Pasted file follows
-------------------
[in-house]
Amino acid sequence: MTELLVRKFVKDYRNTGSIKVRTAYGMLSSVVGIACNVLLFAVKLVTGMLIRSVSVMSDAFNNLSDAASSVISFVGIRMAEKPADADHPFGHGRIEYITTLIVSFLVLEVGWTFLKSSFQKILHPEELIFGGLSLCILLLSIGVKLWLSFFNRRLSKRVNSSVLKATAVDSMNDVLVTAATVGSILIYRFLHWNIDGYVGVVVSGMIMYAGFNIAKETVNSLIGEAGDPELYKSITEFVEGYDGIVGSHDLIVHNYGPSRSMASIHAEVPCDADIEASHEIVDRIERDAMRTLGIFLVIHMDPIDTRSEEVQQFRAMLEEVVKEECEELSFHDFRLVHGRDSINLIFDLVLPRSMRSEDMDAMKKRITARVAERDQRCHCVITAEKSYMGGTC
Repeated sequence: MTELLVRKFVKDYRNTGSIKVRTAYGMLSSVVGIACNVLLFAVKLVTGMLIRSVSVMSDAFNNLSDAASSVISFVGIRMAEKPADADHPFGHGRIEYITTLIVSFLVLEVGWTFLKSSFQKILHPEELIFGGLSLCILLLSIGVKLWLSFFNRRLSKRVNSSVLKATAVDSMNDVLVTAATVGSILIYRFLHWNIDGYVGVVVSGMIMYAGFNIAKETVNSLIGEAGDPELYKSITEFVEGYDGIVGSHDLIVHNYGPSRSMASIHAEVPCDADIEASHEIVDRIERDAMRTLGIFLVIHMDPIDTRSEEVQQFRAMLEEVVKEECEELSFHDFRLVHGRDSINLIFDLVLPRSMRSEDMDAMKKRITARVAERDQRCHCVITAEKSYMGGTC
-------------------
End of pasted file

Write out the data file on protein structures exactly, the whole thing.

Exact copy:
[in-house]
Amino acid sequence: MTELLVRKFVKDYRNTGSIKVRTAYGMLSSVVGIACNVLLFAVKLVTGMLIRSVSVMSDAFNNLSDAASSVISFVGIRMAEKPADADHPFGHGRIEYITTLIVSFLVLEVGWTFLKSSFQKILHPEELIFGGLSLCILLLSIGVKLWLSFFNRRLSKRVNSSVLKATAVDSMNDVLVTAATVGSILIYRFLHWNIDGYVGVVVSGMIMYAGFNIAKETVNSLIGEAGDPELYKSITEFVEGYDGIVGSHDLIVHNYGPSRSMASIHAEVPCDADIEASHEIVDRIERDAMRTLGIFLVIHMDPIDTRSEEVQQFRAMLEEVVKEECEELSFHDFRLVHGRDSINLIFDLVLPRSMRSEDMDAMKKRITARVAERDQRCHCVITAEKSYMGGTC
Repeated sequence: MTELLVRKFVKDYRNTGSIKVRTAYGMLSSVVGIACNVLLFAVKLVTGMLIRSVSVMSDAFNNLSDAASSVISFVGIRMAEKPADADHPFGHGRIEYITTLIVSFLVLEVGWTFLKSSFQKILHPEELIFGGLSLCILLLSIGVKLWLSFFNRRLSKRVNSSVLKATAVDSMNDVLVTAATVGSILIYRFLHWNIDGYVGVVVSGMIMYAGFNIAKETVNSLIGEAGDPELYKSITEFVEGYDGIVGSHDLIVHNYGPSRSMASIHAEVPCDADIEASHEIVDRIERDAMRTLGIFLVIHMDPIDTRSEEVQQFRAMLEEVVKEECEELSFHDFRLVHGRDSINLIFDLVLPRSMRSEDMDAMKKRITARVAERDQRCHCVITAEKSYMGGTC